Jerusalem, Nov 4: Israel's foreign minister told U.S. Secretary of State Condoleezza Rice today that any deal Washington hoped to broker for a Palestinian state would not be implemented until Israel's security was assured.
Rice, on her third visit in six weeks to the region, is trying to bridge gaps between both sides ahead of a US-hosted conference expected in the last week of November in Annapolis, Maryland, although no official date has been announced.
Israel and the Palestinians are still at odds over a joint document for the conference, which would serve as a launching pad for negotiations on core issues such as borders and the fate of Jerusalem and millions of Palestinian refugees.
Israeli leaders have insisted that any future agreement be put into effect only after the Palestinians met their obligations under a US-backed peace ''road map'' charting reciprocal steps towards statehood.
The 2003 blueprint requires Palestinians to crack down on militants and for Israel to halt the expansion of Jewish settlements in the occupied West Bank and remove dozens of outposts set up without Israeli government permission.
''They (the Palestinians) need to understand that the implementation of future understandings would be implemented only according to the phases of the road map -- the meaning is security for Israel first and then the establishment of a Palestinian state,'' Foreign Minister Tzipi Livni told reporters, with Rice at her side.
''Nobody wants to see another terror state in the region,'' Livni said, an indirect reference to fears Hamas Islamists who took over the Gaza Strip in June could do the same in the West Bank, where President Mahmoud Abbas's Fatah faction holds sway.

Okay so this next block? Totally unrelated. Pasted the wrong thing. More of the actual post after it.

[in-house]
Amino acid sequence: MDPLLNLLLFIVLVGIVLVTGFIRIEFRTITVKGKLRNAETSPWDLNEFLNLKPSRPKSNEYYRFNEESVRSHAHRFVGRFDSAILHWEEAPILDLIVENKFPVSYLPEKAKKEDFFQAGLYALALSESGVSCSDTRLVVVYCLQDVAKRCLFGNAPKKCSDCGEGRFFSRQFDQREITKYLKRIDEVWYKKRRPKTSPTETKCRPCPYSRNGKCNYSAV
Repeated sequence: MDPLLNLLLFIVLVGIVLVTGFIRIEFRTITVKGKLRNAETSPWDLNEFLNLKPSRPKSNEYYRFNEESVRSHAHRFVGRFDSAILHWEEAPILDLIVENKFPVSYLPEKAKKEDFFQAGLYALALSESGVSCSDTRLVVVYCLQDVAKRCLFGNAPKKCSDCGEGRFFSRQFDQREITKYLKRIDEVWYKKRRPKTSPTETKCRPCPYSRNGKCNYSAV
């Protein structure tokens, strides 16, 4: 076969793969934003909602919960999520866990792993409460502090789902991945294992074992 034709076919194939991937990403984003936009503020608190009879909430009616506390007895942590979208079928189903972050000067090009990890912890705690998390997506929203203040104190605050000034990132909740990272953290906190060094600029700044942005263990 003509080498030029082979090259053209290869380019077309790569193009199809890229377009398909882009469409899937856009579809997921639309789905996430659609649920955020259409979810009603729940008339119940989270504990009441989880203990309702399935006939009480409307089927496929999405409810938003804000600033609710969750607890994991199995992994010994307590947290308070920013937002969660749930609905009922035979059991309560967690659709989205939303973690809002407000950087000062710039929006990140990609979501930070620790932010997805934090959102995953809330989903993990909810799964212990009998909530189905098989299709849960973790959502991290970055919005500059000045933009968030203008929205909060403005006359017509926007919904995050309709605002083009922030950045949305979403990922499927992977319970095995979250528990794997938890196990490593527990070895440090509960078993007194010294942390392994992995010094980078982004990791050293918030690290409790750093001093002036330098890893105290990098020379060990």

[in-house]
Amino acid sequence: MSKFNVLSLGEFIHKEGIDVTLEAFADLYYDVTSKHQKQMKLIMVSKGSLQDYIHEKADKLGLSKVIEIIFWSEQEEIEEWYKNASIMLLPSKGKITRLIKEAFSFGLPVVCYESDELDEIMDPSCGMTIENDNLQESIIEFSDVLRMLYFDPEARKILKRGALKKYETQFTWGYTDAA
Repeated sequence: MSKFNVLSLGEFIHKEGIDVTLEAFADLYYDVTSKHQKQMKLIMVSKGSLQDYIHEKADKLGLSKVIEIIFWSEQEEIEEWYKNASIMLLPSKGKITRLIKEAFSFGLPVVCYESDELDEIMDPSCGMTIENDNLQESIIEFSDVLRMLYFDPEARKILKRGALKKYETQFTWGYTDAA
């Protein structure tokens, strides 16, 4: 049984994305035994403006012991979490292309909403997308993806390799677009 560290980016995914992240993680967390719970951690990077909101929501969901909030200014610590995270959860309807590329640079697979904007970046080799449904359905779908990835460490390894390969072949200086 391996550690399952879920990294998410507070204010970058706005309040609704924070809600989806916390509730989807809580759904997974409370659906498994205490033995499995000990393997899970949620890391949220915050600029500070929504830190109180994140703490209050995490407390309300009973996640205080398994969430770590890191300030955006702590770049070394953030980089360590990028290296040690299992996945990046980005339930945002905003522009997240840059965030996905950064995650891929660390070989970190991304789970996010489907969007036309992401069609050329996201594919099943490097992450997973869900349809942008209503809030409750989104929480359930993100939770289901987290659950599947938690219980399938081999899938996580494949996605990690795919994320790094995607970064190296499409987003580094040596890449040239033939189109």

COMPLICATIONS Livni, Israel's chief negotiator for the conference, said the Jewish state was prepared to move forward in discussions with the Palestinians, although the situation was ''complicated ... more than ever''.
Rice told Livni she hoped her visit would help to ''advance the work you are doing bilaterally with the Palestinians as well as continuing to plan for the Annapolis meetings''.
On her flight to Israel, Rice told reporters it was very unlikely there would be agreement on a document during her two-day trip, during which she will meet Israeli Prime Minister Ehud Olmert later on Sunday and see Abbas on Monday.
''They are going through some knotty discussions and I think those knotty discussions are going to continue for some time,'' Rice said late yesterday.
Israel and the Palestinians are also at odds over Abbas's call for a timeline to wrap up so-called ''final-status'' negotiations for creating a Palestinian state.
Olmert opposes a timeframe, cautioning that a failure to meet deadlines could deepen frustrations and touch off violence.
But he has said it was his goal to reach an accord before US President George W Bush ends his second term in January 2009.
Rice was also set to meet Middle East envoy and former British prime minister Tony Blair and make a speech in Jerusalem later on Sunday that is expected to encourage both sides to work harder and make bold compromises.
In violence coinciding with Rice's visit, Israeli missile strikes killed four Palestinians in the Gaza Strip on Sunday, local medical officials said.
Israel said it had targeted Palestinian militants firing rockets at its territory. Palestinian officials said some of the dead were civilians.